In my article, How can we transcend urban resilience to make our cities safer?, I mentioned three distinct threats: climate change, natural disasters and terrorism, and touched on how most cities have some level of risk management planning and social resilience programs in place. On the other spectrum, there is the future uncertainty of what happens to the city after a significant historical or global event such as post-war reconstruction, the birth of a new independence nation, post-elections, the Olympics, the F1 race—to name a few. In many of these cases, time (history) can be a useful ally in design.
Pariser Platz remains one of my favourite time places as a result of a post-war urban design intervention. After the reunification of Berlin in 1989, and the dismantling of the wall that ran through it dividing East and West Berlin, the restoration of this site, together with 11 parcels of land and the Brandenburg Gate, was subject to the planning of [Berlin] Senate Department of Urban Development and individual city districts. The result was a set of regulatory controls and architectural design guidelines that portray a robust civic image that is also rooted in tradition.
As Jon Lang writes in Urban Design: A typology of procedures and products, “One of the regulations of the Berlin Municipal Government is that 20% of any new development in the city must be devoted to housing. The purpose is to have some life in every precinct all day and to have streets and open spaces under natural surveillance (i.e. to ‘have eyes on the street’). The aesthetic goal for Pariser Platz was to have buildings that reflected the architecture of Berlin. The design guidelines (of the 1999 Development Plan I-200) specified that buildings were to be no more than 22 metres in height, sandstone range in colour corresponding to the Brandenburg Gate, and with no more than 50% glazed area on the façade, all in keeping with Berlin traditions. They also have to be built to the property line with no setbacks and have their lower facades (4-6 metres from the ground) visually differentiated from the floors above. The goal was to prevent the square from becoming a ‘playground’ for a set of haphazard architectural ideas. Most of the buildings have complied with the regulations in a direct manner.”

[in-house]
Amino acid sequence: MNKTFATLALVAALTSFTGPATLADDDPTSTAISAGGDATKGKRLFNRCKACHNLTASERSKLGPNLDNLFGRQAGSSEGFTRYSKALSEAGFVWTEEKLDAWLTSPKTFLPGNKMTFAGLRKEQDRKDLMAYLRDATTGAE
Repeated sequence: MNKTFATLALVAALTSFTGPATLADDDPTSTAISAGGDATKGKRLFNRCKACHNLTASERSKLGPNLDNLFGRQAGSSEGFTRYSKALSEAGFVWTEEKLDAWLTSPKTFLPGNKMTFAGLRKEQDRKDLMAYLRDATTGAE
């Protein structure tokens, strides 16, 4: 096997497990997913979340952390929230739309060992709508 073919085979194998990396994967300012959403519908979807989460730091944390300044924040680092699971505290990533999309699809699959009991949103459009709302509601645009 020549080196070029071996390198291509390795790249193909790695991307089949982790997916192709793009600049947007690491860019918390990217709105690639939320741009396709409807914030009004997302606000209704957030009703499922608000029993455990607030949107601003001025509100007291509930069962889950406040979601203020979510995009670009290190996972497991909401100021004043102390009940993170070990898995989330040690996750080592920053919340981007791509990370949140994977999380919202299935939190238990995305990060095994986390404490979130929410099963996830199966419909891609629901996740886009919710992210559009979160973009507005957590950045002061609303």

What is your favourite urban design-inspired time place?